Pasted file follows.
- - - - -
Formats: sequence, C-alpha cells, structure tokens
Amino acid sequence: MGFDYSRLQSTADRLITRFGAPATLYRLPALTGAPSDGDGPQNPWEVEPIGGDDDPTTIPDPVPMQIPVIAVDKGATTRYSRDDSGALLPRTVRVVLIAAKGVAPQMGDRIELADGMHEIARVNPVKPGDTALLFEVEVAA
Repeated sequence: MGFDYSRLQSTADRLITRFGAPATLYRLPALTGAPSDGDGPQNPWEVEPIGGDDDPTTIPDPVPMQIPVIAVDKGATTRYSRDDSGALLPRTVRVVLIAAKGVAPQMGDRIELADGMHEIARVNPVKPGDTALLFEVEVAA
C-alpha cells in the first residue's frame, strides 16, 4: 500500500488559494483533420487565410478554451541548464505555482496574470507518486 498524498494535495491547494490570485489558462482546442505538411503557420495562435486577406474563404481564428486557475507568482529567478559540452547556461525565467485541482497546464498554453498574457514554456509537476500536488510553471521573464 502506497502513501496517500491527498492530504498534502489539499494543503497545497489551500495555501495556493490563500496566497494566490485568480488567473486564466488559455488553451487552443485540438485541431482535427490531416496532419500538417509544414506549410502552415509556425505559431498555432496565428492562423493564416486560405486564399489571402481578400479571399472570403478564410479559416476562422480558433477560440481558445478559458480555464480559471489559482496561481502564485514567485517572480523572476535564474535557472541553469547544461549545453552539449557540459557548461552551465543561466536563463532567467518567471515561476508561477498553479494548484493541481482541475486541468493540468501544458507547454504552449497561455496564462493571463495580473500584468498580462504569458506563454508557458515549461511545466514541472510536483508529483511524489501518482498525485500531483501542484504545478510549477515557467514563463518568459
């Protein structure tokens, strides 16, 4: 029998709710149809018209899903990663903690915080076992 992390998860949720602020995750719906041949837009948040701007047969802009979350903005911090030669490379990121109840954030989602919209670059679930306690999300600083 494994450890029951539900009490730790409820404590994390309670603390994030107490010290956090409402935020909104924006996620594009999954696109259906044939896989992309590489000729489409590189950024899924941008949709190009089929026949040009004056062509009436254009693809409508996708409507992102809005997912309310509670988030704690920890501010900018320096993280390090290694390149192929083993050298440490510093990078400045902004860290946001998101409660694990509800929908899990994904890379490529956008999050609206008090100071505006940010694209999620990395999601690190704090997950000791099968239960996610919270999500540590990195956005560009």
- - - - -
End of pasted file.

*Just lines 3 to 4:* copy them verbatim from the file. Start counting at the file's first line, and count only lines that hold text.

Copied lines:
Repeated sequence: MGFDYSRLQSTADRLITRFGAPATLYRLPALTGAPSDGDGPQNPWEVEPIGGDDDPTTIPDPVPMQIPVIAVDKGATTRYSRDDSGALLPRTVRVVLIAAKGVAPQMGDRIELADGMHEIARVNPVKPGDTALLFEVEVAA
C-alpha cells in the first residue's frame, strides 16, 4: 500500500488559494483533420487565410478554451541548464505555482496574470507518486 498524498494535495491547494490570485489558462482546442505538411503557420495562435486577406474563404481564428486557475507568482529567478559540452547556461525565467485541482497546464498554453498574457514554456509537476500536488510553471521573464 502506497502513501496517500491527498492530504498534502489539499494543503497545497489551500495555501495556493490563500496566497494566490485568480488567473486564466488559455488553451487552443485540438485541431482535427490531416496532419500538417509544414506549410502552415509556425505559431498555432496565428492562423493564416486560405486564399489571402481578400479571399472570403478564410479559416476562422480558433477560440481558445478559458480555464480559471489559482496561481502564485514567485517572480523572476535564474535557472541553469547544461549545453552539449557540459557548461552551465543561466536563463532567467518567471515561476508561477498553479494548484493541481482541475486541468493540468501544458507547454504552449497561455496564462493571463495580473500584468498580462504569458506563454508557458515549461511545466514541472510536483508529483511524489501518482498525485500531483501542484504545478510549477515557467514563463518568459